It isn't hard to convince most parents to enlist in the daily battle for the hearts and minds of their children -- the evidence of cultural rot is all around. But many lack the practical tools they need to assure victory.
For those who doubt that we are, indeed, at war over our children, consider: They are the most marketed-to generation of kids in world history. They spend an estimated $150 billion to $200 billion a year on everything from music to clothes to high-tech gadgets. They enjoy more affluence and more toys than any generation before them. Yet they also suffer from depression, fractured families and self-absorption.
Mass marketers know how to get our teens to spend money: Feed their raging hormones and emotional roller coasters with adrenaline-pumping, non-stop messages of sex, violence and rebellion. So how do you shield them from the onslaught while instilling your own values?
The best place to start is your own home. In many cases, the American home has become a septic tank. Teens at school may share the Web addresses for pornographic sites, or dish about the wildest sex scenes on television, or recommend the latest violent video game, but it's often in the privacy of their own bedrooms that they consume hour upon hour of sludge that is perverting their views of sexuality, relationships and life in general.
I believe that modern technology can be the great liberator of the American family, allowing more parents to work at home. It also places the wonders of the world at our child's fingertips, providing them with endless educational opportunities. But the Internet, cable television, etc., also can bring a lot of harmful images and messages into our homes. It's up to parents to be pro-active and smart about making the most of the good and throwing out the bad.
Fortunately, it doesn't take an act of Congress to reclaim your home. Here are three highly effective tools to keep your home from being pumped full of cultural sewage:
- If you have Internet access, get a filter. According to a study by the London School of Economics, nine out of 10 children ages eight to 16 who go online have viewed porn Web sites, usually while looking up information for homework assignments. Why make your kids vulnerable to perverts? Downloading a filter takes only a few keystrokes. My family uses the awesome filter from Bsafe.com. For about $50 a year, my children are protected 24/7 from online smut. The filter has a pass-code override for parents in case a site is mistakenly blocked, and users receive a weekly e-mail listing sites folks attempted to visit while in your home. (Sadly, I found the Bsafe.com report particularly useful after a teenaged visitor spent a few days with our family this summer. It revealed that he had tried several times to visit hard-core porn sites late at night. I'll be visiting the mother of this boy soon and have the difficult task of telling her what her son is up to.) I've used the Bsafe Online filter for three years and deeply appreciate those who developed this invaluable protection for my children.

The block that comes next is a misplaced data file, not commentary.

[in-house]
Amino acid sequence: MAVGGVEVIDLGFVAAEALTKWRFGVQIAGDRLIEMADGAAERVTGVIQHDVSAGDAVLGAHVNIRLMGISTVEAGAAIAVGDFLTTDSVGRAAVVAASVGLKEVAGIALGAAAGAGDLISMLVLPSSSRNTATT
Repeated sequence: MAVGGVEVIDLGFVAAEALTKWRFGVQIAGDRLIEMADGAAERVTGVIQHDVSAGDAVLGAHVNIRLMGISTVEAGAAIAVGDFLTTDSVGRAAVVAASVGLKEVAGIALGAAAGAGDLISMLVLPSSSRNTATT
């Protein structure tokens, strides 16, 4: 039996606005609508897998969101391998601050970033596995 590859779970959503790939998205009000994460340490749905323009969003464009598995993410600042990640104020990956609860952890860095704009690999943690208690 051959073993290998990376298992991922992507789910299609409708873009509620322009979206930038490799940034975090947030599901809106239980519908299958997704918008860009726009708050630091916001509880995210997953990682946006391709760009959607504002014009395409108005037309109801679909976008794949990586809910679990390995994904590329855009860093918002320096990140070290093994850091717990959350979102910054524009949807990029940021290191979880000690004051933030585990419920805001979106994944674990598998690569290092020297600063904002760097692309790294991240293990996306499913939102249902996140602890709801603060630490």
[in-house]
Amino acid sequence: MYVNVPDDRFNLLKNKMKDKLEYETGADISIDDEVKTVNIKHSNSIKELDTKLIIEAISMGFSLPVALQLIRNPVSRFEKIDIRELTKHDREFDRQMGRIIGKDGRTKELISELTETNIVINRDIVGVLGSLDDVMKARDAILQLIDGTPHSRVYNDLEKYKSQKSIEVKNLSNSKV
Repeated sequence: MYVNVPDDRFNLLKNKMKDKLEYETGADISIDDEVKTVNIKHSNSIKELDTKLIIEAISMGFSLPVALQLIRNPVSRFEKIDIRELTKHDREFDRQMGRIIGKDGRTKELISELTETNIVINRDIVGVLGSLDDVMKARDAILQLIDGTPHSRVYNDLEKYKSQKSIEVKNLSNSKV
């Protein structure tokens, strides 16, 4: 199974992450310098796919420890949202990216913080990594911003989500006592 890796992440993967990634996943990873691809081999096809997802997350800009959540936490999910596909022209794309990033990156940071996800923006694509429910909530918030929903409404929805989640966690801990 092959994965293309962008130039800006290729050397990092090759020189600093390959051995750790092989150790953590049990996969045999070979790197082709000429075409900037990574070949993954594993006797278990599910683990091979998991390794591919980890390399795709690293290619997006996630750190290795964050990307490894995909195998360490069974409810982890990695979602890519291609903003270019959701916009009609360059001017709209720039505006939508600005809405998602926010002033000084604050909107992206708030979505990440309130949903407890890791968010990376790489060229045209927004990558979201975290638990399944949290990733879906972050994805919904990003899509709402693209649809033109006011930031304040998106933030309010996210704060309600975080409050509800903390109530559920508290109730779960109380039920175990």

- If you have cable television, you know there are some terrific programs and stations out there, but you also know there's plenty of garbage. So how to enjoy good programs without being tormented by the others? It's easy -- get parental controls. And the best part is that most subscribers can get them for free. A few months ago the National Cable and Telecommunications Association (NCTA) launched an initiative in which their affiliates will provide free parental controls to customers who request them. Since the NCTA represents some 90 percent of cable providers, chances are you're eligible. Just log on to ControlYourTV.com, and you'll find out how to contact your local cable provider and obtain the equipment and monthly service for no charge. I have the controls on my digital-cable access and love being able to block programming based on rating, channel or other criteria.
- A third great site -- and also free service -- is PluggedInOnline.com where you can read excellent movie reviews. Don't base your decisions solely on a ratings system or on the catchy descriptions in ads or on the backs of video rental boxes. PluggedinOnline.com provides in-depth reviews of content and messages so you can make more informed decisions about your movie choices. Using the service has helped me make wise choices for my kids on more occasions than I can count.
Of course, there are many other valuable resources (I included 38 pages of resources in my book, Home Invasion), and parents must understand that no system is foolproof. You are the best filter your kids could possibly have. But the above three Web sites can go a long way toward helping you protect your family from those whose values are not your own.
Rebecca Hagelin is a vice president of The Heritage Foundation and the author of Home Invasion: Protecting Your Family in a Culture that's Gone Stark Raving Mad.
First appeared on World Net Daily.